3215 Breton Rd SE
Kentwood, MI 49525
Treatment of cystitis focuses on addressing the causes of the cystitis as well as treating the symptoms. Think of it as managing a chronic health concern rather than curing a one time illness. Your cat must be evaluated by a knowledgeable veterinarian to develop an appropriate cystitis treatment plan and adjust it for the particular needs of your cat. Changing to and continuing with an effective diet, reducing stress and making the litter box attractive, and managing the bladder inflammation are all needed for successful treatment. If urinary tract stones are present, they need to be dissolved with a stone dissolution diet or surgically removed. If the stones remain, the cat will contiue to experience pain, inflammation and usually the litter box problems.
Many lower urinary diets have been developed that are helpful in producing urine that is less likely to be irritating and less likely to develop crystals or stones.
The canned forms of these foods, especially when mixed with additional water to form a "kitty soup" type slurry, are especially effective at improving urine quality.
Increasing the amount of water consumed helps dilute the urine and dissolve or prevent the formation of crystals. Adding ice cubes to the water bowl, especially during hot weather, can improve the cat's interest in drinking. Many cats prefer running water to drink. Although many people leave faucets dripping for their cats to drink from, commercial pet fountains are also available and readily accepted. Distilled water in the pet fountain helps prevent minerals from building up and corroding the pet fountain.
Most of the over the counter non prescription foods that may include "promotes urinary health" on their labels are less effective than the prescription products in many cats. The small increase in cost you pay for the prescription lower urinary diets purchased from your veterinarian will usually save you significant amounts of money in reduced medical costs to treat acute flare ups of the urinary issues, not to mention cleaning and aggravation of your home if litter box issues reoccur. Some well known manufacturers of lower urinary prescription foods include Hills, Royal Canin, Eukanuba, and Purina.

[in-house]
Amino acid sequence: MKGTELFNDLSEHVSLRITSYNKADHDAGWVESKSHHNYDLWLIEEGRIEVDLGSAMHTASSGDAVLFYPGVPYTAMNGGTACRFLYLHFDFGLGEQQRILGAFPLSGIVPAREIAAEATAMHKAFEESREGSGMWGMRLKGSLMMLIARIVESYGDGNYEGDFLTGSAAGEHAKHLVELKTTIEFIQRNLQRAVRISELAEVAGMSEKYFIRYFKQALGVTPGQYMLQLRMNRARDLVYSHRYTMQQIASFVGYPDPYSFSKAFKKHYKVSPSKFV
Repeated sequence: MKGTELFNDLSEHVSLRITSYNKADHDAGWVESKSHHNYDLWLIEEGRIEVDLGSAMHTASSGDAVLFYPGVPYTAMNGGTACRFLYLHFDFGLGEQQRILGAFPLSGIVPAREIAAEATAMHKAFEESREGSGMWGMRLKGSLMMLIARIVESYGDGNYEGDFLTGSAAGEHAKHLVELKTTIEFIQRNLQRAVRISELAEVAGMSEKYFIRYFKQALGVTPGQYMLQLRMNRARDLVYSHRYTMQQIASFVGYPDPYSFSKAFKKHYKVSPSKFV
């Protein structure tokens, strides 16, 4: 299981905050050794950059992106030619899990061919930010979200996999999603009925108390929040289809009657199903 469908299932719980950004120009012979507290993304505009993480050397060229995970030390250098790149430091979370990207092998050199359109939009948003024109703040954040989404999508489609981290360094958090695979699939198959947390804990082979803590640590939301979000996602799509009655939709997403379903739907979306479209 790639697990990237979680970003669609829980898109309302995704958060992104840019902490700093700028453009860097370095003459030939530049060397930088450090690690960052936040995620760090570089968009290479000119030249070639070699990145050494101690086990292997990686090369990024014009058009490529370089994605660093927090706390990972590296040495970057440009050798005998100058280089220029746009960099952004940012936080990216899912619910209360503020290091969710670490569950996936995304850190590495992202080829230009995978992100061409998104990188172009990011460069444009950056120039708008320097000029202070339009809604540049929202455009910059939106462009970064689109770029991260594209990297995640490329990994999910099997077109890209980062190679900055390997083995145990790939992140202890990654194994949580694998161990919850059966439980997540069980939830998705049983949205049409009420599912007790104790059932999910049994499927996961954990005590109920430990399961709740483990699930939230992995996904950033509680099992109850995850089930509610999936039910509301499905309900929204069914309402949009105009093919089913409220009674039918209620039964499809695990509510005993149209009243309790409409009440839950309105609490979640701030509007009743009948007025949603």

Reducing environmental and social stresses on the cat is another essential component of treating cystitis. Making the litter boxes as attractive as possible to the cat, offering multiple litter boxes, increasing the space available to the cat, improving the quality of interactions between cats, and also giving more positive attention to the cat are all helpful.
What medications can be helpful for treating cats with cystitis? Obviously, if a true bacterial infection is present, an appropriate antibiotic must be given for an adequate length of time. However, for idiopathic cystitis, usually medications are directed towards reducing the bladder inflammation directly or indirectly.
Medications targeted to reducing inflammation in the bladder itself include veterinary "nutraceuticals " containing glucosamine and chondroitin sulfate such as Dasuquin and Cosequin, and pentosan polysulfate sodium (Elmiron), which is thought to adhere to the bladder wall cell membranes and thus buffer the cell from irritating compounds in the urine.
Medications that target the bladder indirectly are anti-anxiety medications that help reduce stress. Current research is finding that the bladder and colon are closely linked neurologically, and that both organs are extremely sensitive to the impact of increased stress hormones. Consequently, reducing stress reduces the negative neurological stimulation of the bladder and the colon, and thus reduces inflammatory changes.
Pain medication is extremely helpful both in quickly making the cat more comfortable and in encouraging the cat back to using the litter box. DO NOT give your cat human over the counter or prescription pain medications! These are poisonous to cats! Cats are missing certain enzymes that process these drugs. There are some prescription medications that can be used under the supervision of your veterinarian.
Many of the medications used to treat cats for cystitis and other health concerns are not approved for use in cats, although they are used routinely. Any medication can have potentially significant side effects, and consequently care must be taken with their use. Meloxicam, buprenorphine, gabapentin and tramadol have all been used in certain cases, always with informed consent and monitoring by your veterinarian for potential side effects.
3215 Breton Rd SE
Kentwood, MI 49525